One of the most common misconceptions in the electrical world is the difference between a GFCI receptacle and a GFI outlet. There is no significant difference at all.
When discussing GFCI receptacles, common conversations use the terms GFCI ground fault circuit interrupter outlets or simply a ground fault interrupter (GFI). They are generally counted as the exact same thing.
Although this may be a confusing concept for those unfamiliar with electrical products, you cannot go wrong with either term. Though, many electricians use the term GFCI receptacle as opposed to GFI receptacle in dialogue.
AFCIs and GFCIs are both NEC requirements to increase the safety and reduce the risk of injury within buildings. Read to learn more about the differences between the two and the NEC requirements for installation.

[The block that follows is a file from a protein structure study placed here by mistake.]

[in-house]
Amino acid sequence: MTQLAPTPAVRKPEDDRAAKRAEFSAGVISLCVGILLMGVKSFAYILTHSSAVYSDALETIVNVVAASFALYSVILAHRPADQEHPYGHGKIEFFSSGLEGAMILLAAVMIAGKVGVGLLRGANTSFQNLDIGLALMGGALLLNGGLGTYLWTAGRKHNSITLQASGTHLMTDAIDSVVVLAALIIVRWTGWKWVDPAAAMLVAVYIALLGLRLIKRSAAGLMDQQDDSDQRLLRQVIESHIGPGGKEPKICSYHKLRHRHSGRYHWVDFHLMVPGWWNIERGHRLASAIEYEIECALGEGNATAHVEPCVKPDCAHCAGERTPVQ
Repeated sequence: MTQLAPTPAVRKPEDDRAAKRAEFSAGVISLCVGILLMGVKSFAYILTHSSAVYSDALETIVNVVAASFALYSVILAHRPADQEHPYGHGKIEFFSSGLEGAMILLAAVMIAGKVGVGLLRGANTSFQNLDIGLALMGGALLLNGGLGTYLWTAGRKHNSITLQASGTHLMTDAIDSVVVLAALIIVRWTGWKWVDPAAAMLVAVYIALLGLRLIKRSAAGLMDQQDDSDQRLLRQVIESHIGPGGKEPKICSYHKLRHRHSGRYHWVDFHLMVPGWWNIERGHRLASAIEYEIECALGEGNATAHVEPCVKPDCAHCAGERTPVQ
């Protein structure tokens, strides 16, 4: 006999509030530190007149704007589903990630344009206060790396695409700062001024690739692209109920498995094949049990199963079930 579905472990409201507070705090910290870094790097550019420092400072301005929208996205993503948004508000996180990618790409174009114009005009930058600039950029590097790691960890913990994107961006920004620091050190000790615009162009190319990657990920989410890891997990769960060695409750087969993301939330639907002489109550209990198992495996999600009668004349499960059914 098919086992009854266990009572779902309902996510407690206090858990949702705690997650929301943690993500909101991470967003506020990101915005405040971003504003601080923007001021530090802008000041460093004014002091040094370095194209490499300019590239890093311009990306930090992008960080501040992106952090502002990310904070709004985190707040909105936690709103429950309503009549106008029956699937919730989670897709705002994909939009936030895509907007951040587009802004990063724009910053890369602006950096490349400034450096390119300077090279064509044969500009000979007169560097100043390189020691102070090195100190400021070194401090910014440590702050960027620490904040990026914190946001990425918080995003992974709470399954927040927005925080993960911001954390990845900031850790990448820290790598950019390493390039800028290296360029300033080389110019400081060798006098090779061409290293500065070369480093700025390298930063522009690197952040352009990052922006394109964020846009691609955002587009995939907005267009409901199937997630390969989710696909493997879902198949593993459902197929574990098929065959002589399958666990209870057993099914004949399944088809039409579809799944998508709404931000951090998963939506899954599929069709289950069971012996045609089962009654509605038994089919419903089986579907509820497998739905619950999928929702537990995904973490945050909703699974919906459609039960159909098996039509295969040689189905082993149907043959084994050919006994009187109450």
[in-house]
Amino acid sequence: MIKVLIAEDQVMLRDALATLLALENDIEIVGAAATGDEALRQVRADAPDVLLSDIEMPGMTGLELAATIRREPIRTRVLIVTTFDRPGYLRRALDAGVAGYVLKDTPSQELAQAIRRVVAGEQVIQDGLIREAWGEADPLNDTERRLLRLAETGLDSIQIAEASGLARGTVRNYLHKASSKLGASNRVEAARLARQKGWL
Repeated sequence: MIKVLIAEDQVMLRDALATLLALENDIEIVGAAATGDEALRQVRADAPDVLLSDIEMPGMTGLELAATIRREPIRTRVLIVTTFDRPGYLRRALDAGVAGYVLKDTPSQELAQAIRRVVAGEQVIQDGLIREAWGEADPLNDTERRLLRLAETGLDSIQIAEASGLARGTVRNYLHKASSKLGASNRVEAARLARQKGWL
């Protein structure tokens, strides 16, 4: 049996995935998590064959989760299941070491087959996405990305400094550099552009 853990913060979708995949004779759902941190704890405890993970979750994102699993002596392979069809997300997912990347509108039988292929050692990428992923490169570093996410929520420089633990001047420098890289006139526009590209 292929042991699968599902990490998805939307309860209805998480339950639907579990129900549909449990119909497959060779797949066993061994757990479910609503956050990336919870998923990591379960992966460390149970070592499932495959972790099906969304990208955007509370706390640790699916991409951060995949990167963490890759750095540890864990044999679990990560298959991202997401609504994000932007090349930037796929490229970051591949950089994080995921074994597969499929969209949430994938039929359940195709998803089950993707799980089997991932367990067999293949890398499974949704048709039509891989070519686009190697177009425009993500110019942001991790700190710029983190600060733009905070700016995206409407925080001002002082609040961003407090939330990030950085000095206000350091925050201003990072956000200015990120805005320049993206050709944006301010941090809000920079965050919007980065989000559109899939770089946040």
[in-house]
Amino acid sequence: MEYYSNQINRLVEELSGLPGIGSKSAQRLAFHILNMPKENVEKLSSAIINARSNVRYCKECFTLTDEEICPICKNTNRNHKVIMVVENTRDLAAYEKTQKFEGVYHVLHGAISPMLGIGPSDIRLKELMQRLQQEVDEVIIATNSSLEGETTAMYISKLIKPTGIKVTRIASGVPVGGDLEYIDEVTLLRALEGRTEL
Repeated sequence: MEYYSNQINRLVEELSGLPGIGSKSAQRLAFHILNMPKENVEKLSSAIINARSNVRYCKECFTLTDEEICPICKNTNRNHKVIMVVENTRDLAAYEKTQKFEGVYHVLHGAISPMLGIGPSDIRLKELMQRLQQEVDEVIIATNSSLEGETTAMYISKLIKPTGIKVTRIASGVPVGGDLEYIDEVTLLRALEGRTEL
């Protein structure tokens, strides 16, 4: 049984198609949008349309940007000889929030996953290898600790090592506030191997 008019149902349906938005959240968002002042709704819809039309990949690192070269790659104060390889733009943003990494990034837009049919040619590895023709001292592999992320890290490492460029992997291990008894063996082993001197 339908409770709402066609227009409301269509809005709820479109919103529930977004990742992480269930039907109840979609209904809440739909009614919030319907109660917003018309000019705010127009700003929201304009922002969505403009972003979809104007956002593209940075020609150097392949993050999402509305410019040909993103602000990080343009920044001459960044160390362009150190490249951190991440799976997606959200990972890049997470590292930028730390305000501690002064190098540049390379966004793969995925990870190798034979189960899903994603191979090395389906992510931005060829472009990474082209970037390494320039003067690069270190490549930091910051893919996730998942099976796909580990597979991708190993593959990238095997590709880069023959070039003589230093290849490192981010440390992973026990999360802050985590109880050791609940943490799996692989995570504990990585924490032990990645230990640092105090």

GFCI stands for Ground Fault Circuit Interrupter, which shuts off if it detects a current flowing down the wrong path. Read our blog to learn all about GFCIs and when and why you should use them.
Effective June 29, 2015, UL revised their UL 943 Standard for Safety for GFCIs. This revision makes it mandatory for GFCIs to feature a self-test and reverse line-load misfire function.
After deciding to replace your outdated outlets with GFCI outlets, you need to know the different types of outlets. Read our guide to learn about each type of outlet and the requirements for installation.
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